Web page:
Hire more full time workers so that fewer hours have to be worked at overtime rates.

Reduce service, so that there are fewer hours that have to be worked.

Improve worker productivity, so that more work is done during the regular work hours, and less work has to be done at overtime rates.

I do not know what Metro's staffing level is for bus and train operators, but if it is not near 100 percent this should be one of the first orders of business, right after bringing safety up to snuff.

Because of the costs of hiring and training workers, it is usually more efficient for a transit agency to have some overtime work rather ta\han none. There should be a good labor economist or two on staff to figure out the least costly mix of regular and overtime work for each labor category.

Service reductions are being discussed at this time.

Improved efficiency could certainly be brought to bear. Supervisors may need to more closely monitor work crews, etc. Also some bus routes and scheduling could be redesigned.

In the maintenance shops, good experienced managers should know how much maintenance work is needed per hour of vehicle operation. Maybe Metro should compare with other big-city systems to see if they are at standard on this.

As you probably know, Federal law sets hourly pay for overtime work, so reducing the overtime pay rates is not an option.

Regarding union concesions, you are aware that a new labor contract is just beginning after several years with no contract, meaning no raises?

A quick, unscientific check of pay rates for driving jobs requiring a CDL seems to show that the current hourly pay for bus operators, less thn $25 per hour, is not too far out of line. It is perhaps not unreasonable given the high cost of living in this area.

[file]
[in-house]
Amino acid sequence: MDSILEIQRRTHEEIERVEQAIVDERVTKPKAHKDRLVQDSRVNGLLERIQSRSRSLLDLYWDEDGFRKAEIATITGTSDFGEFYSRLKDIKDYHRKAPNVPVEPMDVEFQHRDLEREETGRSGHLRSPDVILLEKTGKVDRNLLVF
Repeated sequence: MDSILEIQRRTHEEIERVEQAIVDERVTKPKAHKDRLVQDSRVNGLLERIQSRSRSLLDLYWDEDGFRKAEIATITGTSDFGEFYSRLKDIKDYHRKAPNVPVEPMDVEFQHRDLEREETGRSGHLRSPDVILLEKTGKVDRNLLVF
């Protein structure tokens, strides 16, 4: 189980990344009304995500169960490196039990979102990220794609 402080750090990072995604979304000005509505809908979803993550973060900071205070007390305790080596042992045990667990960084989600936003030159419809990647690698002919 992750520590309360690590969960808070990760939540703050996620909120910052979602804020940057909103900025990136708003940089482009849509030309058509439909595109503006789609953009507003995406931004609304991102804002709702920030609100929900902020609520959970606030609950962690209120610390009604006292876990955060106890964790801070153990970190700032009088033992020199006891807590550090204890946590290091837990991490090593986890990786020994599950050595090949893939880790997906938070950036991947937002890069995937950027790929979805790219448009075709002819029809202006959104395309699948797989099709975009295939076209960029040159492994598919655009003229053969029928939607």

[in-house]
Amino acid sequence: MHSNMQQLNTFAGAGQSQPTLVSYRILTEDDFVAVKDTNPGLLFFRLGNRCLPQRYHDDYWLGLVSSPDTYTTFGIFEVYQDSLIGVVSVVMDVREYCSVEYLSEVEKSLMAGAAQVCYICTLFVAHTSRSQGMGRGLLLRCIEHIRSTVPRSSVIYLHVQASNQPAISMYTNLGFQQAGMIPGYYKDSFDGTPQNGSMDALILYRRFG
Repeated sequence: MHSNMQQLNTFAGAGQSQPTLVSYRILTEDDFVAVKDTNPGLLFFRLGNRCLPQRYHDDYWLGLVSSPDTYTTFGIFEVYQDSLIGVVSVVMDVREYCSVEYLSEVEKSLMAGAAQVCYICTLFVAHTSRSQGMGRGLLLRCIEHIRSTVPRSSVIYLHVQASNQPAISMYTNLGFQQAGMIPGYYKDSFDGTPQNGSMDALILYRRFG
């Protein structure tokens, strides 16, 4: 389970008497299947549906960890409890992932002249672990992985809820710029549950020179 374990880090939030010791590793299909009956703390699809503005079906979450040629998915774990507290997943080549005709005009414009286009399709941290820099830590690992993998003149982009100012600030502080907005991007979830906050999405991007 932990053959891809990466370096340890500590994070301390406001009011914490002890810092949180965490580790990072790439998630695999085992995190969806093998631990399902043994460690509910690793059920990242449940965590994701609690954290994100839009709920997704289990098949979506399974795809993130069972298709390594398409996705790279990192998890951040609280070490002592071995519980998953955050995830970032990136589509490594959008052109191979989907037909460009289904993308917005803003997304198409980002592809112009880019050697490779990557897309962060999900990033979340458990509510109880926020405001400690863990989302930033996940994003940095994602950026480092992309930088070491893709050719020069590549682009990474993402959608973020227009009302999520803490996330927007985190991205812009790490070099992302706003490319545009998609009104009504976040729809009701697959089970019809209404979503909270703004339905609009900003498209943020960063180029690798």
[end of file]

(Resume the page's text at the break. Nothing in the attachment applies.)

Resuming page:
hrhkingfridayxiii, ret. said...

WMATA employees get free rides as a perk?? Hell, it should be MANDATORY that they ride those shit trains four times a day, during rush hour,to and from work just like the rest of us. I want them pissing in their pants EVERY MORNING hoping that 1) they wont die in a horrific train accident, 2) that they wont be 30 mins late to work and be fired, 3) they won't suffer a heart attack climbing thier fat asses up non working elevators.

Metro isn't a perk. IT'S PUNISHMENT.

Anonymous said...

After the decades of waste, WMATA can't kick the can down the road any more.

Category 5 death spiral brewing.

Anonymous said...

Third & Fourth rail? Where do you have room for the CSX tracks on the red line, or I-66 in VA?

Anonymous said...

Adding a third and fourth track is pure fantasy. It would be unworkable in above-ground areas, as anon@10:17 points out, and it would be even more absurd in the underground stretches, where it would require adding completely new tunnels and thus essentially rebuilding the entire system.
Adding a third track to the Dulles extension and any other future expansions might be a good idea, but metro certainly does not have the money to tear up the system and start again from scratch.
While New York's subway has 3 and 4 tracks in many places, this is not some international standard that Washington fails to adhere to. Many good subway systems were built as two-track systems. Three or four would be nice, but its too late to do that - that train has left the station, so to speak.

The Punk Gourmand said...

@10:17 - underground. buy a tunnel boring machine and put it to work full time.